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Thursday 24 Aug 2017 | 10:58 | SYDNEY
Thursday 24 Aug 2017 | 10:58 | SYDNEY

A time for hope in Melanesia

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COMMENTS

18 December 2007 11:24

By the end of last week, a glimmer of hope had emerged in Australia’s hitherto difficult relationships with its two most significant Melanesian neighbours. New Prime Minister Kevin Rudd enjoyed a constructive first meeting with Papua New Guinean Prime Minister Sir Michael Somare in Bali on Thursday 13 December.  Rudd’s declaration that it was time to turn a new page in Australia’s relationship with PNG, including by ending the Howard government’s freeze on bilateral ministerial contacts, will be welcome news in Canberra and Port Moresby.

The defeat of Prime Minister Manasseh Sogavare in a no-confidence vote in the Solomon Islands Parliament, also on Thursday, has raised hopes that relations between Canberra and Honiara might improve. Sogavare's negative attitude towards his country’s relationship with its most important partner undermined the work of the Regional Assistance Mission to Solomon Islands and put at risk the progress of programs designed to help Solomon Islanders. His departure should pave the way for a fresh start in relations with Australia. 

The selection of Sogavare’s successor, however, will be even more important.  Just as Australia needs a true partnership with Solomon Islands to ensure the long-term success of RAMSI and justify the millions of dollars it has committed to the mission, the next Prime Minister of Solomon Islands, be it Derek Sikua or Patteson Oti, needs good relations with Australia to guarantee the future well-being of the country.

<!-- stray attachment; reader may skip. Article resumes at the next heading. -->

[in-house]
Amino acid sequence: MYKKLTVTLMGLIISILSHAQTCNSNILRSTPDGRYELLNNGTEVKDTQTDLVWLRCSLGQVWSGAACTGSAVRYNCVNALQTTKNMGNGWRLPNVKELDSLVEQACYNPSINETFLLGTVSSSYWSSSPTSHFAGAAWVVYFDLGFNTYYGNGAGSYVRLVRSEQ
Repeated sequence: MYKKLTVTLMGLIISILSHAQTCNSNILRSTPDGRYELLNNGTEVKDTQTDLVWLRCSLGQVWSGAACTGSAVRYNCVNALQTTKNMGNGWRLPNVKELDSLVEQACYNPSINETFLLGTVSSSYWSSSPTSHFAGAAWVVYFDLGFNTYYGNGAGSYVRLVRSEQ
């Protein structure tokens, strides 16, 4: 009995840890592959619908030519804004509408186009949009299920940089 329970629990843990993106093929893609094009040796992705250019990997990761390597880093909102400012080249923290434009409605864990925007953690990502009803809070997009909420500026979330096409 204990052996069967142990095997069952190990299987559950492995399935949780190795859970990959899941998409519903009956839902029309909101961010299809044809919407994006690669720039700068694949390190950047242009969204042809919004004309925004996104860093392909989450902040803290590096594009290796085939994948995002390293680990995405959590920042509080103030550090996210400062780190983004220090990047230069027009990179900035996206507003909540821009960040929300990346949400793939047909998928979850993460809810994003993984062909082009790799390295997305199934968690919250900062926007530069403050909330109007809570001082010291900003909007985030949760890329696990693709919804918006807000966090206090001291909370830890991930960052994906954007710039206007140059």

The events of 13 December highlight the importance of leadership in governance and diplomacy. Kevin Rudd’s obvious respect for Somare’s position and status shows early evidence of a style more suited than his predecessor’s to genuine engagement with Melanesian leaders. The readiness of the region’s elder statesman to put aside the strains of the recent past and start afresh with Rudd is also encouraging. Whoever wins the parliamentary contest in Honiara this week will do well to take notice.

The Sydney Morning Herald’s 17 December editorial advocates Australia should accept its regional responsibilities and do so with tact.   Australia needs to match its extensive investment in development assistance and security in the region with a much deeper understanding of Melanesian culture and society, and engagement with Melanesia beyond the realm of the aid program.

 

Rudd’s decision to appoint former ministers Duncan Kerr as Parliamentary Secretary for Pacific Island Affairs and Bob McMullan as Parliamentary Secretary for International Development Assistance indicates his interest in a new approach in the region.  A fresh slate and a committed Australian government may just make the desperately needed difference in Melanesia.

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